The Division’s closed beta ended yesterday, much to the disappointment of those who grinded (ground?) for hours in the Dark Zone for premium loot – faced with the prospect of treachery at every step. Don’t worry though! There’s likely another, more inclusive beta later this month – with the game hitting shelves early next month.
It looks pretty damned good no matter the system it’s running on – with the PlayStation 4 and Xbox One running at 1080p. Only it seems that, on the Xbox One at least, it’s not always running at 1080p.
According to Digital Foundry, who’ve taken a deeper dive, the game appears to use a dynamic resolution, scaling back the number of peas whenever performance might otherwise be affected. IT does this to do its best to stick to the 30fps target, which is mostly does.
“… Xbox One utilises a dynamic resolution scaler in order to sustain its target frame-rate, much like Halo 5 and Wolfenstein: The New Order. Essentially, this means that the game adjusts its resolution on the fly, dependent on GPU load in any given scene.
Wherever you see heavy volumetric effects and lots of geometry on-screen, there’s a strong possibility that The Division’s frame buffer is switching to a lower pixel count on Xbox One. It’s a clever trick – and the exact moment of the switch can be hard to catch by eye. In practise, it does start to blur spots in the image in direct comparison to PS4 and PC, particularly across long distances.”
The lowest resolution they’ve recorded is 1728×972, which is 81% of full HD – so really nothing to b concerned about. I can’t say I noticed the resolution shifting on the fly when I played the beta. At worst, I noticed a few very minor frame drops and the very occasional bit of screen tearing.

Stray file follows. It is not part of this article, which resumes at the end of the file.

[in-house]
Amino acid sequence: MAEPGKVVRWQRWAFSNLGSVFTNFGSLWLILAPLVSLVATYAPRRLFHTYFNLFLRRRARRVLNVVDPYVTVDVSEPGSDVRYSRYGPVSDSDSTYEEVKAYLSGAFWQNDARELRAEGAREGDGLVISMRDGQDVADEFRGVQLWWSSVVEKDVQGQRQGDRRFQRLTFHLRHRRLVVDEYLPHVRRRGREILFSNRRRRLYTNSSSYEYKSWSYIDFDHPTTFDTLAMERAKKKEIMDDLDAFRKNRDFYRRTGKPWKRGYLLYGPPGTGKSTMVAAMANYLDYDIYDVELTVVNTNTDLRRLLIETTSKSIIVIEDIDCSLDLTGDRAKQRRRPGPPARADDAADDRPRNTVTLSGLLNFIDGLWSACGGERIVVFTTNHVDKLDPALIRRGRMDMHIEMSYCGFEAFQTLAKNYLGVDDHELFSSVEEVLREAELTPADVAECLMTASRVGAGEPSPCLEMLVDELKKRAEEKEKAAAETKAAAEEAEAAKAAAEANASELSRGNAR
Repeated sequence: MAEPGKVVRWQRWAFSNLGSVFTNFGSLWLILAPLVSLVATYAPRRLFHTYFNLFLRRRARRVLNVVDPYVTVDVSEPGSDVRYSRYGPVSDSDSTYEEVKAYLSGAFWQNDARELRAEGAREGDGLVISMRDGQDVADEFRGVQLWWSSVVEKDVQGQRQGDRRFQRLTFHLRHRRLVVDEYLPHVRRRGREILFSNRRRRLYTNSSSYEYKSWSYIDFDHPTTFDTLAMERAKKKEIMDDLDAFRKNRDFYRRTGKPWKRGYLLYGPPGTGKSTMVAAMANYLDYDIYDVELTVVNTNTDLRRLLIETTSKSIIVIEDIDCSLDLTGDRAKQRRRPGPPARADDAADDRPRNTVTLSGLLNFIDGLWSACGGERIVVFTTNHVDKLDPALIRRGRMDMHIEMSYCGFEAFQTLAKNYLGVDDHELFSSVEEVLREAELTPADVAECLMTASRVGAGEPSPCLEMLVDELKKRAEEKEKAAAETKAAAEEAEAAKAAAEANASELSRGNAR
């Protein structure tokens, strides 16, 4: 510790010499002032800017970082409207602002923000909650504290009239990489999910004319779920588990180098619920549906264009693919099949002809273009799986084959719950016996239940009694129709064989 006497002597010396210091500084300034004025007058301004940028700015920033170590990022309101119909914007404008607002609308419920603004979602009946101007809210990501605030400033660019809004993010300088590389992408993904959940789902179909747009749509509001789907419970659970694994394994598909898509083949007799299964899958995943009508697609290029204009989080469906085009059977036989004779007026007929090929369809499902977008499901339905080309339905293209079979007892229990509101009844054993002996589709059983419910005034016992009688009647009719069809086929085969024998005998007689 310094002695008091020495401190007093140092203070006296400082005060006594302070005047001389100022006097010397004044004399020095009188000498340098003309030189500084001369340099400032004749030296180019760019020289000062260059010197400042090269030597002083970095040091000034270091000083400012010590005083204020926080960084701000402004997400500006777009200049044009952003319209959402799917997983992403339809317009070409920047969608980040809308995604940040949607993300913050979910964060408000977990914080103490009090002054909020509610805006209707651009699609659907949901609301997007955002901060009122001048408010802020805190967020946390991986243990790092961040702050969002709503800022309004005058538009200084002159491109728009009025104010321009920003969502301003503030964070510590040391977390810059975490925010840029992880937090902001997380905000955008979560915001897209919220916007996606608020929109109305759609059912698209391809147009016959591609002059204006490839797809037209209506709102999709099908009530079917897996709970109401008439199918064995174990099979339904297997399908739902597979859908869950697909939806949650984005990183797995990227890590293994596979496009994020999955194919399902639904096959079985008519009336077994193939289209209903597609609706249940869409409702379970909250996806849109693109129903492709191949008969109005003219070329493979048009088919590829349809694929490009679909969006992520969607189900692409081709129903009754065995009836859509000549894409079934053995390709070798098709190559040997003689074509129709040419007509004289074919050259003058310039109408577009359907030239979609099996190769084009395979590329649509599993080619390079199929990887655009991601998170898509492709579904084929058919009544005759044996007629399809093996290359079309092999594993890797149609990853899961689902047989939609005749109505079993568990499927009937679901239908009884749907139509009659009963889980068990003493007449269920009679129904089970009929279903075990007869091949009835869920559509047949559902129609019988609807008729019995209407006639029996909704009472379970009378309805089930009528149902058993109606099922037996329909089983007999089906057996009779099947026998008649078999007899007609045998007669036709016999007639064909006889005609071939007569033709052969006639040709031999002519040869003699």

According to Digital Foundry, the same trick might be in play on the PS4, but they’ve not noticed it. They do, however, wish the PC utilised the tech as well – because even with a suitably high end system, the frame rate is all over the place. Maintaining a smooth fps by using dynamic resolution is a clever way around technological limits.
“As for PS4, it may be the case this scaling method is implemented on Sony’s machine too. However, so far our tests reveal no performance drops whatsoever from the full 1920×1080 (or 30fps), and we’ll have to judge this point on the final release. Meanwhile we’d love to see this technology deployed on PC in some fashion, where our GTX 970 and R9 390 tests show gameplay frame-rates can vary dramatically. A dynamic resolution could be a good back-up solution for those struggling to get by on their current GPUs on high settings – and also for PS4, should there be any issues in maintaining 30fps later on”
It bears repeating though that the game s in beta – and it still likely to be subject to some last-minute optimisation before it hits shelves in March.
Last Updated: February 3, 2016